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Domestic violence shelters anticipating increase in calls come the new year

In 2020, The Cocoon served nearly 750 survivors of domestic violence. In 2021, they served about 800, proving the need for resources continues to increase.

BOWLING GREEN, Ohio — As the new year approaches, domestic violence shelters are preparing to have more people reach out to them for help.

"Our emergency shelter has remained full for the last two years. It’s very unusual that we would have a bed open for any length of time. We have families that are continuing to move in," The Cocoon Executive Director Kathy Mull said.  

The year 2021 was record-breaking for many domestic violence shelters, with a large number of people reaching out for assistance.

To put things into perspective, in 2020, The Cocoon served nearly 750 survivors of domestic violence. In 2021, they served about 800, proving the need for domestic violence resources continues to increase

RELATED: Blush Aesthetics collecting donations for victims of domestic violence

Typically around this time of year, shelters do not see as many people come forward asking for help, but come January, there is a spike in survivors looking for help.

"Survivors, just like the rest of us, a lot of times try to really keep that holiday time as a special time; and so we’ll find a lot of times that survivors are really working hard to try to keep things together. Then what we will typically see right after we get through the first of the year, is that we get a large uptick in folks calling," Mull said.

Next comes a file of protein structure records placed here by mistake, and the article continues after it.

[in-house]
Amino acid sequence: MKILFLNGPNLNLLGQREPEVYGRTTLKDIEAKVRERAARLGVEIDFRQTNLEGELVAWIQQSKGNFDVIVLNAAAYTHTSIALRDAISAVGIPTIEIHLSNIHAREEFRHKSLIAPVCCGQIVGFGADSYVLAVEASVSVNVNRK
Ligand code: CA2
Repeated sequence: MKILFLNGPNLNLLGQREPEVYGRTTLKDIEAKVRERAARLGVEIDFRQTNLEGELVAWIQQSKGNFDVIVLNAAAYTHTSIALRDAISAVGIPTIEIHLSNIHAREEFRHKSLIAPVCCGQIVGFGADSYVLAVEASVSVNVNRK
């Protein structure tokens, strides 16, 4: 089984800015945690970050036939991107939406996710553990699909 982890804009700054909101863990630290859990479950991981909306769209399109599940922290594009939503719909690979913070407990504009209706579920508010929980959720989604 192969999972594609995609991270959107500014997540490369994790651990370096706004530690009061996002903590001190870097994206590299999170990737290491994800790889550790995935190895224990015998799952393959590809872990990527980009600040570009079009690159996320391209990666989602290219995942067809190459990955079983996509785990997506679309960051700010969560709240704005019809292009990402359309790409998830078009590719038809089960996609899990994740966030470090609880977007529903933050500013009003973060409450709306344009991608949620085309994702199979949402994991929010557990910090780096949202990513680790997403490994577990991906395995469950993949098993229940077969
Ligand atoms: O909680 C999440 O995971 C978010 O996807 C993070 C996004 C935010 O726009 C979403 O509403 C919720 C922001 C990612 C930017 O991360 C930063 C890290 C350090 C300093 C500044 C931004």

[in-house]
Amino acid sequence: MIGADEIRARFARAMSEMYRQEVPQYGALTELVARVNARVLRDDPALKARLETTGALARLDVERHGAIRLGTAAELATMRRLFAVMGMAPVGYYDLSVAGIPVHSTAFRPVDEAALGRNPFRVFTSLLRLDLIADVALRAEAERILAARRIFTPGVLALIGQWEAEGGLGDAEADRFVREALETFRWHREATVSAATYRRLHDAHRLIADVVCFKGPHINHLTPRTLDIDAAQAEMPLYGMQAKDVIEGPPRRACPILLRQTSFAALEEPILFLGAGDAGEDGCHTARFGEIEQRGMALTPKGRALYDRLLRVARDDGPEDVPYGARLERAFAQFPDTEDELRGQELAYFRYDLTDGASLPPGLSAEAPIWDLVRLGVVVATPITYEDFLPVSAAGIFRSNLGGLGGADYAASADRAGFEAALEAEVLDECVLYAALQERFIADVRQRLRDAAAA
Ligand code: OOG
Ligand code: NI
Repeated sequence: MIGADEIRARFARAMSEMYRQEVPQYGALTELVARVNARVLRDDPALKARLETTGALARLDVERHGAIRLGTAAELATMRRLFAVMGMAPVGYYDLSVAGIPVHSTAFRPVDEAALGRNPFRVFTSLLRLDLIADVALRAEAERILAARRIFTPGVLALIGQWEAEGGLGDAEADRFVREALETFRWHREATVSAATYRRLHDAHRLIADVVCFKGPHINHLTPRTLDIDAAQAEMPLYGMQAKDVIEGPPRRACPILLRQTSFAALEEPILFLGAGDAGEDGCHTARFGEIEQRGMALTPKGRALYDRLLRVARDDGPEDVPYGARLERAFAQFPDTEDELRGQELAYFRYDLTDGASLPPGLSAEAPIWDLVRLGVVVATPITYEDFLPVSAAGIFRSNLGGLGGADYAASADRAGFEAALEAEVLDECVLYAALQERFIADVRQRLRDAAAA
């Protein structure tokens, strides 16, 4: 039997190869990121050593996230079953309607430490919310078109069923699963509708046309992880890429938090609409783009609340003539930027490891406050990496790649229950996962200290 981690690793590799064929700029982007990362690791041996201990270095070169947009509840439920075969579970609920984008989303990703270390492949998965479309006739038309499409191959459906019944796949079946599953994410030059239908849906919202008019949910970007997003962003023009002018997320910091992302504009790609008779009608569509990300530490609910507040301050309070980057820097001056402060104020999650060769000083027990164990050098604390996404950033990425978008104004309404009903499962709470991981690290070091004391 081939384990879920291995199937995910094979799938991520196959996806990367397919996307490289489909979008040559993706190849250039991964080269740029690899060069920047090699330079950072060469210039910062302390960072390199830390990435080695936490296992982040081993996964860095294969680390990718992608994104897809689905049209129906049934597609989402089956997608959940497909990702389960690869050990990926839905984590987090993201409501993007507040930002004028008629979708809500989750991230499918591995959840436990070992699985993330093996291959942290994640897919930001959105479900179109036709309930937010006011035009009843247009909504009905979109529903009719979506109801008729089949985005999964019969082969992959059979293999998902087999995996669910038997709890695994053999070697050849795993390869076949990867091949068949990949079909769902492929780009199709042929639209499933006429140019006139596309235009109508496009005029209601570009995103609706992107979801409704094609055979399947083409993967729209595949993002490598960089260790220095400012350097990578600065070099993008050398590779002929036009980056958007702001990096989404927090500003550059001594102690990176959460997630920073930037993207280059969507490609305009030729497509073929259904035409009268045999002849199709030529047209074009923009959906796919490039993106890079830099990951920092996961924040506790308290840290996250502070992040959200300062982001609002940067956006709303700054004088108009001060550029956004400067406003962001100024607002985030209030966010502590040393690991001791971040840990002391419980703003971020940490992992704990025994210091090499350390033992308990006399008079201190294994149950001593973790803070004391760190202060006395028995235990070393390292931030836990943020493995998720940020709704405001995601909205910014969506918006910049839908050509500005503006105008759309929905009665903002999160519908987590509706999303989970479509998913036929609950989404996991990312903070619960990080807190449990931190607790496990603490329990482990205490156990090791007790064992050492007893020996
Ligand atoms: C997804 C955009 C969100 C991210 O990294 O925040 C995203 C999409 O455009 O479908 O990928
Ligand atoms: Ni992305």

According to Mull, they've seen a record number of women with children coming forward.  

With New Year’s Eve being a big drinking night, domestic violence advocates are preparing for people to reach out in the new year.  While alcohol and drugs don’t crest sexual violence, they can intensify situations where it already exists.

"What we know is is that alcohol or drug use in the home can exacerbate the situation it can increase levels of violence that might be happening. But, typically there is violence already occurring in the home separately from the drug and alcohol," Mull said.

For more information or to donate to The Cocoon, click here